Friday, 26 March 2010

On the Dark Arts

After labouring mightily, the powers at King’s London have finally spoken, and launched a mouse onto the world. As part of an article in the Guardian on 23rd March, an unnamed spokesman announced that

“The college management deplores the reckless campaign orchestrated to upset the consultation process by undermining the college's reputation. The college has conducted the consultation processes in good faith and believes that the procedures applied in each instance are fair and transparent.”

I had expected something much better than that. It is a half-hearted response, which sounds more like a manager stamping his foot than a remark crafted by someone who truly understands Public Relations.

Certainly, it is not indicative of a serious fight back. rather it seems more like a holding statement, designed to maintain the line without upping the stakes. this, curiously, is quite hopeful.

You do not win hearts and minds by sounding self-righteously hurt, you do not use the conspiracy gambit (the orchestrated campaign part) unless you are really running out of ammunition, not when it is so patently untrue.

Nor do you lay yourself open with remarks like “the college believes the procedures are fair and transparent,” when it is clear that the college does nothing of the sort; only the management does, and that is not the same thing.

And after years of politicians and bankers and governments cheerfully acquitting themselves of any wrong-doing no matter what the circumstances, declarations of management happiness with management policies carry little weight with the public. Such statements instantly raise suspicions; the wise PR man now avoids them like the plague.

"Transparent" is also a no-no, as overuse has changed its meaning in recent years from "clear" to "deliberately opaque." Only would-be technocrats now use the term, and the object of PR is to get the targets to identify with your side, not to alienate them.

Exaggeration and hyperbole are all very well, indeed PR could scarcely exist without them, but they have to be used cautiously and effectively. Referring to “reckless campaigns” is poor stuff indeed.

It is a bit like saying Northern Rock would have been perfectly fine if only people hadn’t tried to get their money back. But the run on the bank was caused by its weakness, not the other way round. It is the same with King’s: the damage was caused by the policies, not the criticism.

Finally there is the laziness of “orchestrated.” I think not. Orchestras are organised groups playing the same tune with a conductor. Trying to conjure up images of the hidden hand manipulating in the darkness, in a manner reminiscent of a 1950s spy film, is fumbling. Is King's now suggesting the nine MPs who have signed a motion urging a rethink are being orchestrated? That the reach of the humanities is so great it can stretch into the house of Commons and bend politicians to its will?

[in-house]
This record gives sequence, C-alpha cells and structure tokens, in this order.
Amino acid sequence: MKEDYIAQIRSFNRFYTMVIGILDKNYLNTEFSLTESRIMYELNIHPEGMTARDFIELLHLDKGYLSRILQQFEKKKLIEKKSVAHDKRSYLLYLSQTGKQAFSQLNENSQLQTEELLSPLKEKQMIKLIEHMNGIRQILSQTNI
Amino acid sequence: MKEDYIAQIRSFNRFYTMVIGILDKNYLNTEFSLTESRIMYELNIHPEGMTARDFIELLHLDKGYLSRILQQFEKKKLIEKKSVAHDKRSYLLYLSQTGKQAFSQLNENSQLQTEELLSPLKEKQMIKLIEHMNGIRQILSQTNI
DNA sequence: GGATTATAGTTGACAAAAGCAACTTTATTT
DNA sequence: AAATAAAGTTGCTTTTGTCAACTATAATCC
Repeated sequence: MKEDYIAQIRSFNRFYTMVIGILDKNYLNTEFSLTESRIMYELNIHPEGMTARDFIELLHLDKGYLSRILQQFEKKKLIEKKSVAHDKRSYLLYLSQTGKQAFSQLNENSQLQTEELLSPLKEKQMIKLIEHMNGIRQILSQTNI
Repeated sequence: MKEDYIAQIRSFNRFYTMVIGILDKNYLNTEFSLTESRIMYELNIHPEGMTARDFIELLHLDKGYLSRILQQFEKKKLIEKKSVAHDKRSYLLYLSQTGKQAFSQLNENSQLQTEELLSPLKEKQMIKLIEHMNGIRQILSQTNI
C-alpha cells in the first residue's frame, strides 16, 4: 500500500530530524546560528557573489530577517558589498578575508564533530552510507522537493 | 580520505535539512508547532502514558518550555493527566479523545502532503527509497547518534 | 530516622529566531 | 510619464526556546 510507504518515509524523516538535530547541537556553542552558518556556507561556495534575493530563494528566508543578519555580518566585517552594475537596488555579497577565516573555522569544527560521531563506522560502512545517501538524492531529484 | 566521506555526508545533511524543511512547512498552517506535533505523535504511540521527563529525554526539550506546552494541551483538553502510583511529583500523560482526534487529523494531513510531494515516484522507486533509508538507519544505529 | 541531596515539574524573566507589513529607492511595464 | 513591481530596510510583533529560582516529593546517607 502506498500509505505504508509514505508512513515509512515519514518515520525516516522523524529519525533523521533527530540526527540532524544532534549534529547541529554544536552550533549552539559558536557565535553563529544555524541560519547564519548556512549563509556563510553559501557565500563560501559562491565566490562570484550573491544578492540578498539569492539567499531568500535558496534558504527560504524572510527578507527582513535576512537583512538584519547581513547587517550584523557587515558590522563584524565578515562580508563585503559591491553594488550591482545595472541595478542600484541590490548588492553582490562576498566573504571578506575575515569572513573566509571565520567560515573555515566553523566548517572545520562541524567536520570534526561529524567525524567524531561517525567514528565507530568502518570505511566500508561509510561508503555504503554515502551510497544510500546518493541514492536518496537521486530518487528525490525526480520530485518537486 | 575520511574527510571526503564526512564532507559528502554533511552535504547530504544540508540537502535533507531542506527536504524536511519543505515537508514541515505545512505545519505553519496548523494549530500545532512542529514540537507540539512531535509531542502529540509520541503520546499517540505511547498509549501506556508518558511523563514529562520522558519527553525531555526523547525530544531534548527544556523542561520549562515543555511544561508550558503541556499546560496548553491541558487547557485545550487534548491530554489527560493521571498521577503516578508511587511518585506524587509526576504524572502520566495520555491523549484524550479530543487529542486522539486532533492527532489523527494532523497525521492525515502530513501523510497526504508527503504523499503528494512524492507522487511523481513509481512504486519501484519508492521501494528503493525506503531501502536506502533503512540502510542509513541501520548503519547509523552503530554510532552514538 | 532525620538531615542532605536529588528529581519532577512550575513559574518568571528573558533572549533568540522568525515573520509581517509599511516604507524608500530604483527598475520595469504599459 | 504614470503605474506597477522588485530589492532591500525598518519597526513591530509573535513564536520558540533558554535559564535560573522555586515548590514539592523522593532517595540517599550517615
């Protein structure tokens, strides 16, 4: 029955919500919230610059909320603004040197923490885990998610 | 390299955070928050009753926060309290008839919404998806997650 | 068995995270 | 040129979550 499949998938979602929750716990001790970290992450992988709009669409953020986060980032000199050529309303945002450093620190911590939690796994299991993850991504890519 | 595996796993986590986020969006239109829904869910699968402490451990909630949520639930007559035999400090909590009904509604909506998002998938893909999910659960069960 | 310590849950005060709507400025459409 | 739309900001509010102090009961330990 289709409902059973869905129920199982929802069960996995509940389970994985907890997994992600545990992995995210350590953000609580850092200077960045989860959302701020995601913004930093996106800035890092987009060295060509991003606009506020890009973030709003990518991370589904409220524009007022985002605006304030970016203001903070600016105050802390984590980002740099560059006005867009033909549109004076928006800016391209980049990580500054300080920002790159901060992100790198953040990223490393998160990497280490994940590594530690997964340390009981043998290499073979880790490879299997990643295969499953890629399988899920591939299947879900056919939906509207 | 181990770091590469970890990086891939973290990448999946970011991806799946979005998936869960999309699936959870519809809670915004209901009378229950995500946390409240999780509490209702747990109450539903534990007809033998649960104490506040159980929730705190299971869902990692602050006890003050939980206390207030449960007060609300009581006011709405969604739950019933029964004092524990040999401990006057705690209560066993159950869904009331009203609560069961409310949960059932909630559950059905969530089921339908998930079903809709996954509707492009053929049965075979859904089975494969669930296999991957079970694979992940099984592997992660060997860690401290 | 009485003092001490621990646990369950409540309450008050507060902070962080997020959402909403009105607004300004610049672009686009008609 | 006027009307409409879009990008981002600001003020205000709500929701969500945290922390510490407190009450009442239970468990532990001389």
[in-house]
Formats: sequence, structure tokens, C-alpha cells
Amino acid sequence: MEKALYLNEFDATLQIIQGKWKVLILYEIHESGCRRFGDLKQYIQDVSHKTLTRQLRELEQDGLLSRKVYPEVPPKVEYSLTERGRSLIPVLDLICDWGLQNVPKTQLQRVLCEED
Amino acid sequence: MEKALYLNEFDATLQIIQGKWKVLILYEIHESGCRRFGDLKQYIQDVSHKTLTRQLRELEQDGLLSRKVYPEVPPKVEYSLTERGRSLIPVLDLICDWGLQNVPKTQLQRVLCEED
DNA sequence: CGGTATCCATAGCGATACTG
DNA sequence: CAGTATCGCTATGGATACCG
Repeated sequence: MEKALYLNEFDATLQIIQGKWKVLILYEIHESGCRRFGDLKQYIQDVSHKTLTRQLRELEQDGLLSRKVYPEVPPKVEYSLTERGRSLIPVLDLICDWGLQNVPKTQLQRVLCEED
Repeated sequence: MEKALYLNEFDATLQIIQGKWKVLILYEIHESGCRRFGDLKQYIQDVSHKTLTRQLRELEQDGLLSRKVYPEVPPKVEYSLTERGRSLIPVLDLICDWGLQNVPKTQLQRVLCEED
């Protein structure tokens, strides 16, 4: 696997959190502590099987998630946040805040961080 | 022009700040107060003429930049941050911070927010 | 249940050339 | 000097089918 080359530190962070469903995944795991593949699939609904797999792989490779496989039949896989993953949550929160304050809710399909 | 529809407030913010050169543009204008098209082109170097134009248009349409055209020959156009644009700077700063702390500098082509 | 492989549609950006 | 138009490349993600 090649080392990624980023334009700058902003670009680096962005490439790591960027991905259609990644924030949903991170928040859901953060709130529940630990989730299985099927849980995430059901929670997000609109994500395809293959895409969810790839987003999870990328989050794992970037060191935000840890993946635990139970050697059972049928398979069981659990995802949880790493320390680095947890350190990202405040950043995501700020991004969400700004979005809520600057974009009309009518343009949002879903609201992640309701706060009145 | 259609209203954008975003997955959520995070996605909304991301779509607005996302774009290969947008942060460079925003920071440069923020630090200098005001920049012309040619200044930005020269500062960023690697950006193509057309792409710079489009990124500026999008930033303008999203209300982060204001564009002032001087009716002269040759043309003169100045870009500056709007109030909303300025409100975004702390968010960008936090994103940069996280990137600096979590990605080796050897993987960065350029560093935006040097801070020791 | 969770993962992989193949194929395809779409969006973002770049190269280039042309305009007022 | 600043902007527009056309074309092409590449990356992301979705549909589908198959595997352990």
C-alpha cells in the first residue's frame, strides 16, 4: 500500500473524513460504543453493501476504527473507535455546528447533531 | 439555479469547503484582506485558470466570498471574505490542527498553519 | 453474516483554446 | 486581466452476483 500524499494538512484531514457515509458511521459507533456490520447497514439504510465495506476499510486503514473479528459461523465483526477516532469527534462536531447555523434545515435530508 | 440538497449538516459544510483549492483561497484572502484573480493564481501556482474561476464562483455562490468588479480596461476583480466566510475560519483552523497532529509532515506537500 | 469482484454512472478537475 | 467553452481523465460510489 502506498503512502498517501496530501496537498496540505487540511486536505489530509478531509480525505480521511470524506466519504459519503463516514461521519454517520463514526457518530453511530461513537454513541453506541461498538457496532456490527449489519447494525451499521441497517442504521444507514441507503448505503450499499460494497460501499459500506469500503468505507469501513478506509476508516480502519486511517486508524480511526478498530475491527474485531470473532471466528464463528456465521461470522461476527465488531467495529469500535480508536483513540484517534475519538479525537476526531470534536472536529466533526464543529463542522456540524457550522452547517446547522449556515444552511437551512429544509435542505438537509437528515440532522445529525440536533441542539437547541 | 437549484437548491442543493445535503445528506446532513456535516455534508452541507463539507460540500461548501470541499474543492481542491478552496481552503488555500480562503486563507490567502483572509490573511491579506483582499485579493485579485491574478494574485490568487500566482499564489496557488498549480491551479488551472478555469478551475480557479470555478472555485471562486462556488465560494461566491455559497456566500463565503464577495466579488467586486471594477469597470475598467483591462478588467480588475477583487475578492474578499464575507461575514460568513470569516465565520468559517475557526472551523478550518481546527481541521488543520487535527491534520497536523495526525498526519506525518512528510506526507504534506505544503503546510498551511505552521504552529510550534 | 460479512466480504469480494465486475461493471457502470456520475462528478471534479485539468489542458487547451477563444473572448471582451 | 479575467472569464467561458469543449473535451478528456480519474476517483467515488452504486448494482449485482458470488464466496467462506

Would that academics were capable of such organisation. Anyone who knows such people at all are well aware that trying to get them to stick to a common line on anything is a bit like herding sheep. That is why academia is such fun, and why the current methods of the King’s management will only work by strangling the life force out of the profession.

-- Iain Pears


  1. Surely you mean 'like herding cats'. When sheep err and stray and follow the devices and desires of their own hearts they generally do so in a concerted fashion, not singulatim ac seriatim.

  2. Brecht put it well:

    The Solution

    After the uprising of the 17th June
    The Secretary of the Writers Union
    Had leaflets distributed in the Stalinallee
    Stating that the people
    Had forfeited the confidence of the government
    And could win it back only
    By redoubled efforts. Would it not be easier
    In that case for the government
    To dissolve the people
    And elect another?

  3. How much are the senior management being paid?
    If it is the hundreds of thousands of pounds I have heard they should have been able to keep their employees happy enough not to take action

    Pete Friend (Retired)

  4. Don't you mean 'herding cats'? Sheep are very easy to herd because they are herd animals. Academics, as you point out, are not. This is both a strength and a weakness - often they react with all the community of a shoal of piranha (eg. over fee rises). In this case - and at Leeds, UCL and other 'Top Unis' (as 'The Times' calls them) - the threat of 'finding ourselves on the pavement' brings us all together with FE and other parts of our sector, including schools. But this is the only the beginning, so we must stick together! In solidarity, Patrick Ainley (Prof of Training and Education, School of Education and Training University of Greenwich and co-author with Martin Allen of 'Lost Generation? New strategies for youth and education' (Continuum last month). (I spoke at your 27th Feb Teach In.)